Twitter's Second-Screen Moves Will Help Brands Avoid Being Second-Screen Gate-Crashers

We all do it -- well, at least a quarter of us do it, or half of us is you're between ages 16 and 24, according to a report from Deloitte last summer. Second-screening while watching television is a new behaviour that advertisers and brands are keen to tap into, and so it comes as little surprise that the platform which hosts social TV discussions has bought London's SecondSync to understand the market better. 

There's another reason, though, why the Twitter acquisition makes so much sense -- and it's not the "in your face" message it sends to Facebook. The two had been working closely on sharing data but, one can presume, that relationship may well cool. The really interesting part for marketers, advertisers and brands lies in the figure not often quoted from Deloitte's research that more than two in three who are engaged in social TV chat do not want to immerse themselves more deeply in the show or its stars. They are simply chatting and commenting about the show to their social contacts. 

The end of interruption is a much used phrase and for good reason. People now have the ability to pause and fast forward shows to avoid adverts, and so brands are desperate to be a part of the entertainment so they're not an unwelcome knock on the door but more of a pal on the sofa. 

That is where the data deal extension with Kantar and the purchase of SecondSync make so much sense. The temptation to guard against, however, is that a lot of people are doing something -- in this case "second-screening," and that must provide an opportunity. Although it does, it could be a double-edged sword where advertisers could annoy just as easily as entertain or inform. Backed by an understanding of how people engage with one another and what sort of promoted messages go down well, Twitter will be able to build data models that will help brands tap into those who are more likely to want to receive an apt marketing message and those who will not.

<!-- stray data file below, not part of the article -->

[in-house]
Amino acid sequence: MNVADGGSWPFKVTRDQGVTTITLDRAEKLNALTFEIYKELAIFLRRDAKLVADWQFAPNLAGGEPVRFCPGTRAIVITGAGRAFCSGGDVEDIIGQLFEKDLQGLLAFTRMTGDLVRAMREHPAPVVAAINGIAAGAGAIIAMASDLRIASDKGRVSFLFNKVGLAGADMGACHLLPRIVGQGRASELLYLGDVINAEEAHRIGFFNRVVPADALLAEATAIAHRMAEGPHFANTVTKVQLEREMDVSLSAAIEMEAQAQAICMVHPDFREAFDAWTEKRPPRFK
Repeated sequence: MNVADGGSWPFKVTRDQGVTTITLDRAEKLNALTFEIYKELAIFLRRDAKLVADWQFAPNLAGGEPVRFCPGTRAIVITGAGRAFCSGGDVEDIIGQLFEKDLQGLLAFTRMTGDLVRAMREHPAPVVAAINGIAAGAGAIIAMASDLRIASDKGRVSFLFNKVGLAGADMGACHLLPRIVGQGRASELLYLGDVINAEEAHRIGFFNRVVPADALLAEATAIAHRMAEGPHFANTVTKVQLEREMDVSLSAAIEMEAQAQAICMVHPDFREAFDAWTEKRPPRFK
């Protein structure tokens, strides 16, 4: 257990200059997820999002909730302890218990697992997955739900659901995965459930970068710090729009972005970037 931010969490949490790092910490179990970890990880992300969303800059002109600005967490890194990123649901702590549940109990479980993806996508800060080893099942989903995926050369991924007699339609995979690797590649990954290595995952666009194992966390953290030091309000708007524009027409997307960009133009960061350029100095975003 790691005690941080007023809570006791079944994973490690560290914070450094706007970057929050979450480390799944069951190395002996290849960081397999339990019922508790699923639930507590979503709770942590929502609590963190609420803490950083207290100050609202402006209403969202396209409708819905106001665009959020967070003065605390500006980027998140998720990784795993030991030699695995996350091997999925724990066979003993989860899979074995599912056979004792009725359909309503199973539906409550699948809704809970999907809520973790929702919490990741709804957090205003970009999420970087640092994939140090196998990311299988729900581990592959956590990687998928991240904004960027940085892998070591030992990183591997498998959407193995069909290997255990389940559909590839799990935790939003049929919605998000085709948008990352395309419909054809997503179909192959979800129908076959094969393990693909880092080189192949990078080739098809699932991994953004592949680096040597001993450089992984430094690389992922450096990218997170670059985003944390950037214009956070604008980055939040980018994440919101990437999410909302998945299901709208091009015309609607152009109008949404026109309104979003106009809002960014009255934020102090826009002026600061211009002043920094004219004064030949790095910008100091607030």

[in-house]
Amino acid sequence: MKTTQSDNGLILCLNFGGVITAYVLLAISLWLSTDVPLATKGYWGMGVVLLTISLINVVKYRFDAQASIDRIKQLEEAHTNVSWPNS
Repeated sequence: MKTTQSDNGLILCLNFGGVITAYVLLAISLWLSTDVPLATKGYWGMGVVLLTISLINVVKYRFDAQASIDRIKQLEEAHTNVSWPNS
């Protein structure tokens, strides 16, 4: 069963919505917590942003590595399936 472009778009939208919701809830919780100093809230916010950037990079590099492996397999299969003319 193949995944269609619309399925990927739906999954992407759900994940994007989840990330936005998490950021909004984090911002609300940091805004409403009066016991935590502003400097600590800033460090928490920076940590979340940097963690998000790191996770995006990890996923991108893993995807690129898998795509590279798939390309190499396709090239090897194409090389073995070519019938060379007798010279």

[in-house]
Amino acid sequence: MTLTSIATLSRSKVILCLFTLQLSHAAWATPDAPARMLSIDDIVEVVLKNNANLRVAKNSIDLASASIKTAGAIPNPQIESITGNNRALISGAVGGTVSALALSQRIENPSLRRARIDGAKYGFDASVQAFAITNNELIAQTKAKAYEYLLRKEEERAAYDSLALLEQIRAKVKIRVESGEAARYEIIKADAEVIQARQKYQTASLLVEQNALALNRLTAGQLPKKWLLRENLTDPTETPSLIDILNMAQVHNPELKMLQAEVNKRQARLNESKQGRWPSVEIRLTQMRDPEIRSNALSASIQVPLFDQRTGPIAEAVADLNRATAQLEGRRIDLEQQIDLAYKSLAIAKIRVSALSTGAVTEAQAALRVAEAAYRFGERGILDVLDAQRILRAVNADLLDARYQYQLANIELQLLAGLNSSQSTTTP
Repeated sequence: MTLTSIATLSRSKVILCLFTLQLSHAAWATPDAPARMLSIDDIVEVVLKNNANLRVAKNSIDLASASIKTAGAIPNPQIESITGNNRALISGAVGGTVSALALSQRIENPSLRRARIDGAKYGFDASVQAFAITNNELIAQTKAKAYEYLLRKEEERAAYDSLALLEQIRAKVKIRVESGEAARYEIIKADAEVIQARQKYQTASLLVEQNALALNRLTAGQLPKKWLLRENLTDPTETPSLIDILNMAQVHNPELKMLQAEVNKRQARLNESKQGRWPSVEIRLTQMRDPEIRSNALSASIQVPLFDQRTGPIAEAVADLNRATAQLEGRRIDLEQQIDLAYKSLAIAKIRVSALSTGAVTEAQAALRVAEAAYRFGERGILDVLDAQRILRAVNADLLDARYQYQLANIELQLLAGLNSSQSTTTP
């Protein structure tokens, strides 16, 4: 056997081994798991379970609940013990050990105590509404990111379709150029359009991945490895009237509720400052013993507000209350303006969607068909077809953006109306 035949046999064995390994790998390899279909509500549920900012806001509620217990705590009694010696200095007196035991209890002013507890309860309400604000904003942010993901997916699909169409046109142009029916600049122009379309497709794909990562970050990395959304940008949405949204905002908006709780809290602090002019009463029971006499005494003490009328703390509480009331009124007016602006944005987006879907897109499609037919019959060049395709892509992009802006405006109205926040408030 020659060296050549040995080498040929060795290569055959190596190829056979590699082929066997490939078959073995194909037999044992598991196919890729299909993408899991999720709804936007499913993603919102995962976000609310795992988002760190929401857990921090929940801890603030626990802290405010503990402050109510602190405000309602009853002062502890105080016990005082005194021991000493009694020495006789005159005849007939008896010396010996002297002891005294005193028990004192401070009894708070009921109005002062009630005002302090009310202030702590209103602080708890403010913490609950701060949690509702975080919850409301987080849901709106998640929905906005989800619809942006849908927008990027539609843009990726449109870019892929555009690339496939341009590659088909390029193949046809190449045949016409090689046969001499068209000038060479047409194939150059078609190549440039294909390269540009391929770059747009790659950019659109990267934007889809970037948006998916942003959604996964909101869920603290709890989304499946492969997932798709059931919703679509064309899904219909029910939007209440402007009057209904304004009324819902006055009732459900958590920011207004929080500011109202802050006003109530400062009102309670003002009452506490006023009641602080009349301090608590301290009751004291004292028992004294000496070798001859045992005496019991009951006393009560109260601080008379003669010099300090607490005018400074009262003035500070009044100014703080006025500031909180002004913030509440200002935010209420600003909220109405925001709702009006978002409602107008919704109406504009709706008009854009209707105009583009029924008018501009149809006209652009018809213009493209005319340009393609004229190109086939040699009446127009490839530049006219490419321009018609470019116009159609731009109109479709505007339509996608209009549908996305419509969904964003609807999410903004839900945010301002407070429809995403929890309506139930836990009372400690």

At its simplest level, someone wondering where a dress worn by a star on a show came from might well react favourably to a store revealing it's one of theirs and here's a link to a page you can buy it from. Similarly, someone talking about the amazing location a romantic comedy is set in would probably react well if a promoted post offered a cut-price B&B deal at the venue. Other conversations focussing on the show's plot or characters are probably less likely to warrant a marketing message.

Well, that's the theory off the top of my head. But that's the point. At the moment nobody knows -- and considering that modern digital marketing is all about data, you can't go to market without a demonstrable understanding of a channel. So, today's news shows a very shrewd acquisition which is backed up by an equally sensible deepening of Twitter's data collection and interpretation deal with Kantar. 

Without a doubt, this is going to open up the Social TV market with, one hopes, a surgeon's knife rather than the crash of a war hammer.

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